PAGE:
According to w3.org:
This property specifies whether the UA may break within a word to prevent overflow when an otherwise-unbreakable string is too long to fit within the line box. It only has an effect when 'text-wrap' is either 'normal' or 'suppress'. Possible values:
This property specifies what set of line breaking restrictions are in effect within the element. Values have the following meanings:
You see, w3.org suggests that word-wrap[:break-word] applies to a line-box, my understanding of line-box is that something displayed as block, or something has a width property set in CSS. Relatively, word-break applies to an element, that is, anything.
So consider this html code:
<div style="width:800px; word-break:break-all;">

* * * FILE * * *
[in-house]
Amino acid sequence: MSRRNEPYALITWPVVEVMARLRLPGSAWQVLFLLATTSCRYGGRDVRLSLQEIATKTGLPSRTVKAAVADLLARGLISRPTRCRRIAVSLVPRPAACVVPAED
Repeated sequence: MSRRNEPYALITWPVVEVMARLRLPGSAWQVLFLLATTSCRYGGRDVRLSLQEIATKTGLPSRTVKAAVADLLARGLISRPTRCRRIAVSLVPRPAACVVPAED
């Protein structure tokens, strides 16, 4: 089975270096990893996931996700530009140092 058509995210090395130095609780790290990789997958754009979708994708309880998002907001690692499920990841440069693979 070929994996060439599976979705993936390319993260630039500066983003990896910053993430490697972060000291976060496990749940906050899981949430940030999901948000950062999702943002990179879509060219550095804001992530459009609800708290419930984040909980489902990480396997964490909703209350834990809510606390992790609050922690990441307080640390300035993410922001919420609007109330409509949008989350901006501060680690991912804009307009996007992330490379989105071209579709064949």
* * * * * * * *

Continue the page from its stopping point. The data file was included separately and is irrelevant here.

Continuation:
<img src="a.gif" style="float:right;" />
It's meant to break the VeryLongWord and display the text to the left of the right-floated image. And here are results:
Result on IE8: http://img687.imageshack.us/img687/189/ie8.png
Result on Webkit(also same on gecko, presto): http://img228.imageshack.us/img228/24/webkit.png
IE8 breaked the text as expected, while Webkit didn't and displayed the text in a whole line next to the image.
Then consider change word-break:break-all to word-wrap:break-word. This time, as suggested by w3.org, the VERYLONGWORDaaaaaaaaaaaaaaaaaaaaaaaaaaaaaaaaaaaaaaaaaaaaaaaaaaaaaaaaaaaaaaaaaaaaaaVERYLONGWORD is not displayed as a line-box, so it's not breaked. All results are like the latter one.
So my conclusion is that Webkit treats word-break:break-all as same as word-wrap:break-word, but IE8 distinguishes them according to w3.org reference.